I recently carried out a piece of preparatory work on the financial services industry, in particular the Insurance sector and its use of social media. I thought it would be worth writing a blog post to share some findings. Hopefully this is of use to anyone in the same industry/sector. And while the emphasis is on the financial services and heavily regulated industries, I highlight some challenges that could be faced by any organisation so learning could be more broadly applied. A key premise could be “if you can make it here, you can make it anywhere” :) Please share your thoughts in a comment and also any articles or research that you believe do a great job of covering the industry/sector or topics.
I have tried to capture the essence of each main point that I found to have the greatest relevance, with the best articles/reports supporting each and including my take:
Customer engagement and relevance!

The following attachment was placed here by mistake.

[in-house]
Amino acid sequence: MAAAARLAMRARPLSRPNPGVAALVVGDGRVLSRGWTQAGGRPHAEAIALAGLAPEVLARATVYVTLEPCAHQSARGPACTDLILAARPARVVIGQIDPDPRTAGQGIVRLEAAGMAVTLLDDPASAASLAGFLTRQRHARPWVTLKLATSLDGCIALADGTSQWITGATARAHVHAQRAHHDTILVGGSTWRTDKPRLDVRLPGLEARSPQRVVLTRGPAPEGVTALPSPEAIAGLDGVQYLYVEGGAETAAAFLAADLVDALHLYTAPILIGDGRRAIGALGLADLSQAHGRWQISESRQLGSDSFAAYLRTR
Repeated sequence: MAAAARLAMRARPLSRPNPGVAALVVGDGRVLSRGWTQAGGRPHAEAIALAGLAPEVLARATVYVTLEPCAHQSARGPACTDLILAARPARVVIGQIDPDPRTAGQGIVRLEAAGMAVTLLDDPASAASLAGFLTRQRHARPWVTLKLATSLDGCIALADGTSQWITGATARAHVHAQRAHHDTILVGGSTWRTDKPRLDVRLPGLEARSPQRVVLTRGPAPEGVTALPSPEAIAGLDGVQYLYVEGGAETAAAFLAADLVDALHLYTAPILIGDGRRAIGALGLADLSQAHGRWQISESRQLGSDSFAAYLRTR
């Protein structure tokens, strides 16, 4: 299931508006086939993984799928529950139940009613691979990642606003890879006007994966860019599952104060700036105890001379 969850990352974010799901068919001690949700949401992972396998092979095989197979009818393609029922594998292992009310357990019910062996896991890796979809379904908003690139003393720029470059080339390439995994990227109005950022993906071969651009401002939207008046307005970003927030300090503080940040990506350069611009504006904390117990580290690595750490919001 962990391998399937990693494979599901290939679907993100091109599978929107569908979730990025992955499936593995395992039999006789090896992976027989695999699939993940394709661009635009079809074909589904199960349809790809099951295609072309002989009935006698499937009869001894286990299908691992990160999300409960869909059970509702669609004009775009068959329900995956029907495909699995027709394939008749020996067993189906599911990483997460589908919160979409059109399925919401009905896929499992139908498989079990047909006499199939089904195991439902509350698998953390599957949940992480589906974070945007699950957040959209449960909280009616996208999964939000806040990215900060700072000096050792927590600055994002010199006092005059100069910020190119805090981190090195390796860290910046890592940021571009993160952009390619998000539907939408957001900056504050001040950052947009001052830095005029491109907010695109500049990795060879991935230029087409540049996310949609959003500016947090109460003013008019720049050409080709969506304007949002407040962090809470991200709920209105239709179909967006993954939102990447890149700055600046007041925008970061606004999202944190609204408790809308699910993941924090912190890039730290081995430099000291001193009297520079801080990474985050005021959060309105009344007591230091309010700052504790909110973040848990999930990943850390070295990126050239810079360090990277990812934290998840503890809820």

This excellent article highlights the need for customers to be provided with a reason to coalesce around communities of interest and why this should be leveraged by marketers. Martin Hill-Wilson suggests that wealth or financial management is a common human concern and a great opportunity to engage for those that provide services in the industry/sector. In relation to this he covers the need for companies to act as one across often disparate and silo’d customer-facing departments: marketing, customer service, sales, etc. He also covers the need to start internally as I have before (and indeed this recent research from Celent reports – Collaboration and Insurance 2.0: An Overview of Social Software and Enterprise 2.0 for Insurers, registration required), empowering employees to serve customers better and more cohesively. He suggests that customer service employees are often in a cross fire (or piggy-in-the-middle as he puts it) between the internal and external agendas that brands seem to find so difficult to effectively align and this needs to be resolved. I agree with the need to find relevant themes or content, especially for subjects which normally have a high barrier to engagement (i.e. people are not generally inclined to converse and connect around financial or insurance topics and will probably only do so when they need it). Adding value around those themes and content is a big challenge but there is potential. Added value that will keep customers coming back but more importantly, that will make their lives better in terms of how they manage their wealth (simplifying issues is an especially good opportunity in my view). Doing all this should result in high customer engagement levels, increased sales, recommendations and sharing amongst friends – propagating the value. Alexander & Strunk Insurance epitomise this approach with their line “To advise you on insurance, not just sell it” and they are doing a pretty good job with social media too. Blue Shield of California finds that social apps and rewards (gamification) engage its employees in wellness programs and sees potential for its insurance customers. I think there are also many other factors to consider which are probably best addressed in a separate blog post but for now here are a couple of slides I put together that cover some other key, related considerations.